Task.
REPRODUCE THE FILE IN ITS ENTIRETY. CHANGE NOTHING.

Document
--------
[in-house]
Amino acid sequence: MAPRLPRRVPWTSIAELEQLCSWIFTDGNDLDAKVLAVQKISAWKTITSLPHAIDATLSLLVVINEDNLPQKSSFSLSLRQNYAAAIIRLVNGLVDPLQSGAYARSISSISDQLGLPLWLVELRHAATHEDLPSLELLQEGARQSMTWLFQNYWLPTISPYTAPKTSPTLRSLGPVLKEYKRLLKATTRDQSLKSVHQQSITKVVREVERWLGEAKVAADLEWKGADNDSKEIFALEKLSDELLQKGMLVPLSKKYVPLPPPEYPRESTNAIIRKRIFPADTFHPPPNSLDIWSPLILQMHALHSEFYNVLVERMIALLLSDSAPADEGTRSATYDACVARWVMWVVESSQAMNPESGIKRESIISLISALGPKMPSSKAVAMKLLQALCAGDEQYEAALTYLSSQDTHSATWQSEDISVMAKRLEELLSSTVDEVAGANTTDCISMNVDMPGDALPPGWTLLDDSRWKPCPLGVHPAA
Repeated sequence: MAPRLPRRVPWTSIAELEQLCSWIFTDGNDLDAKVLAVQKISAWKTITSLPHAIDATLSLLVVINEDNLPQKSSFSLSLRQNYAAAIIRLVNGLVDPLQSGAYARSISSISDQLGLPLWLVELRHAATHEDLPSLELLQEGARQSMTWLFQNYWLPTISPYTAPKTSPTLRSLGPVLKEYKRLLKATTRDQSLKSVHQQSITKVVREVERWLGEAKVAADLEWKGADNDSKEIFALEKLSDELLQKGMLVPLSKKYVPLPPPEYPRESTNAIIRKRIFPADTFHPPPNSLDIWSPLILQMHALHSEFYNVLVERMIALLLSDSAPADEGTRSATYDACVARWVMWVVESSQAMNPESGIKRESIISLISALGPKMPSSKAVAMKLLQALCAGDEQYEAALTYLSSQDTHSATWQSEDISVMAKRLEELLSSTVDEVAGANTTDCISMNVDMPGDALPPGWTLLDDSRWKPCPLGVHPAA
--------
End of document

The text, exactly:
[in-house]
Amino acid sequence: MAPRLPRRVPWTSIAELEQLCSWIFTDGNDLDAKVLAVQKISAWKTITSLPHAIDATLSLLVVINEDNLPQKSSFSLSLRQNYAAAIIRLVNGLVDPLQSGAYARSISSISDQLGLPLWLVELRHAATHEDLPSLELLQEGARQSMTWLFQNYWLPTISPYTAPKTSPTLRSLGPVLKEYKRLLKATTRDQSLKSVHQQSITKVVREVERWLGEAKVAADLEWKGADNDSKEIFALEKLSDELLQKGMLVPLSKKYVPLPPPEYPRESTNAIIRKRIFPADTFHPPPNSLDIWSPLILQMHALHSEFYNVLVERMIALLLSDSAPADEGTRSATYDACVARWVMWVVESSQAMNPESGIKRESIISLISALGPKMPSSKAVAMKLLQALCAGDEQYEAALTYLSSQDTHSATWQSEDISVMAKRLEELLSSTVDEVAGANTTDCISMNVDMPGDALPPGWTLLDDSRWKPCPLGVHPAA
Repeated sequence: MAPRLPRRVPWTSIAELEQLCSWIFTDGNDLDAKVLAVQKISAWKTITSLPHAIDATLSLLVVINEDNLPQKSSFSLSLRQNYAAAIIRLVNGLVDPLQSGAYARSISSISDQLGLPLWLVELRHAATHEDLPSLELLQEGARQSMTWLFQNYWLPTISPYTAPKTSPTLRSLGPVLKEYKRLLKATTRDQSLKSVHQQSITKVVREVERWLGEAKVAADLEWKGADNDSKEIFALEKLSDELLQKGMLVPLSKKYVPLPPPEYPRESTNAIIRKRIFPADTFHPPPNSLDIWSPLILQMHALHSEFYNVLVERMIALLLSDSAPADEGTRSATYDACVARWVMWVVESSQAMNPESGIKRESIISLISALGPKMPSSKAVAMKLLQALCAGDEQYEAALTYLSSQDTHSATWQSEDISVMAKRLEELLSSTVDEVAGANTTDCISMNVDMPGDALPPGWTLLDDSRWKPCPLGVHPAA